Non-interactive CCA-Secure threshold cryptosystems with adaptive security: new framework and constructions

Benoit Libert
Proceedings of the 9th international conference on Theory of Cryptography, Springer-Verlag, Berlin, Heidelberg(2012), pp. 75-93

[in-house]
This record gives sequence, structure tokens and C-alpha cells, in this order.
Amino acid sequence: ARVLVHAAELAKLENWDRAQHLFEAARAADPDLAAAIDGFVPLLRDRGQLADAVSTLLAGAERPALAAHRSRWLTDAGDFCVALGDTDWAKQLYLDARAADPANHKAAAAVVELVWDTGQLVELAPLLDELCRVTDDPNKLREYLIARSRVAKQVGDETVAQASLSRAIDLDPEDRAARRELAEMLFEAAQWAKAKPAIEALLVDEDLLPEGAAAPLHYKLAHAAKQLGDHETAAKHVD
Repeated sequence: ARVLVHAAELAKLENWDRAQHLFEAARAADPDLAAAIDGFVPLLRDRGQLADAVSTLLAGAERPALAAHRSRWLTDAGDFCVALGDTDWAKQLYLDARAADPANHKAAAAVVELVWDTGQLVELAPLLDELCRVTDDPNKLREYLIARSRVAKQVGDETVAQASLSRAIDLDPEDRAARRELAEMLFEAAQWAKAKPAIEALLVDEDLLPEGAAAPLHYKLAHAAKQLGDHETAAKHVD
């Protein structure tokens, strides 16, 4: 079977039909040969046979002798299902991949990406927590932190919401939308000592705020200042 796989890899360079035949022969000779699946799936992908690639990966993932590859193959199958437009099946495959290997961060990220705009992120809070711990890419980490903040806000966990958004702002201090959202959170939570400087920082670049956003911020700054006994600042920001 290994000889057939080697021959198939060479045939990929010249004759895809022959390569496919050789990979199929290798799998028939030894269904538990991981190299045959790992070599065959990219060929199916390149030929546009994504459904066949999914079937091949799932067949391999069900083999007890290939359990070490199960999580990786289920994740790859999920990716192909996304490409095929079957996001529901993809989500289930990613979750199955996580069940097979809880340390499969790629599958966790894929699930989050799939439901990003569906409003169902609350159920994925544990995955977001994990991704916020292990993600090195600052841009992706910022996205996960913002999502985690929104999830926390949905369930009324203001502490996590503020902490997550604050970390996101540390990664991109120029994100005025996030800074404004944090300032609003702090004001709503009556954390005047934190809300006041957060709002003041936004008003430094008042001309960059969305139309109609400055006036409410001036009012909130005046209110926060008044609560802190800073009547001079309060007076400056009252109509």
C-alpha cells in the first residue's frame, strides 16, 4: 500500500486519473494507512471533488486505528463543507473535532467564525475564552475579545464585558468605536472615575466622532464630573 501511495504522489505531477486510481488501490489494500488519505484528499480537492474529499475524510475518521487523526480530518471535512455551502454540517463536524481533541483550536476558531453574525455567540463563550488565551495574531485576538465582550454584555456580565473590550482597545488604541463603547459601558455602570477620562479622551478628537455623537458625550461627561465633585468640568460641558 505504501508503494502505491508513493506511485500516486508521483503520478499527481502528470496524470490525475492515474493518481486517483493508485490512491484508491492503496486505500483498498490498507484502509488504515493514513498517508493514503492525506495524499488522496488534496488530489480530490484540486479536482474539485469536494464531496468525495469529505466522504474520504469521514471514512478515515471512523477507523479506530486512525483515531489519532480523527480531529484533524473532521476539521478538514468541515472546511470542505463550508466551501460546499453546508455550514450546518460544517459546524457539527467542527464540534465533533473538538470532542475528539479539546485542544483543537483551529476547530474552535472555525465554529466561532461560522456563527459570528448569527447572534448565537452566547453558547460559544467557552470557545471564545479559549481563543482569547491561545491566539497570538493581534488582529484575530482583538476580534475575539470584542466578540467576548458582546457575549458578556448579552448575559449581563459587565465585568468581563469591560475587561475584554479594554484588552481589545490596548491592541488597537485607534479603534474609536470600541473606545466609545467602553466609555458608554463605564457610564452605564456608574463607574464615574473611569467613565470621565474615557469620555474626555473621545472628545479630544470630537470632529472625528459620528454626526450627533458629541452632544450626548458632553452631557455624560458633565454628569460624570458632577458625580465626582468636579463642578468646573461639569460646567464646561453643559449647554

In threshold cryptography, private keys are divided into n shares, each one of which is given to a di fferent server in order to avoid single points of failure. In the case of threshold public-key encryption, at least t ≤ n servers need to contribute to the decryption process. A threshold primitive is said robust if no coalition of t malicious servers can prevent remaining honest servers from successfully completing private key operations. So far, most practical non-interactive threshold cryptosystems, where no interactive conversation is required among decryption servers, were only proved secure against static corruptions. In the adaptive corruption scenario (where the adversary can corrupt servers at any time, based on its complete view), all existing robust threshold encryption schemes that also resist chosen-ciphertext attacks (CCA) till recently require interaction in the decryption phase. A specific method (in composite order groups) for getting rid of interaction was recently suggested, leaving the question of more generic frameworks and constructions with better security and better exibility (i.e., compatibility with distributed key generation). This paper describes a general construction of adaptively secure robust non-interactive threshold cryptosystems with chosen-ciphertext security. We de ne the notion of all-but-one perfectly sound threshold hash proof systems that can be seen as (threshold) hash proof systems with publicly verifi able and simulation-sound proofs. We show that this notion generically implies threshold cryptosystems combining the aforementioned properties. Then, we provide ecient instantiations under well-studied assumptions in bilinear groups (e.g., in such groups of prime order). These instantiations have a tighter security proof and are indeed compatible with distributed key generation protocols.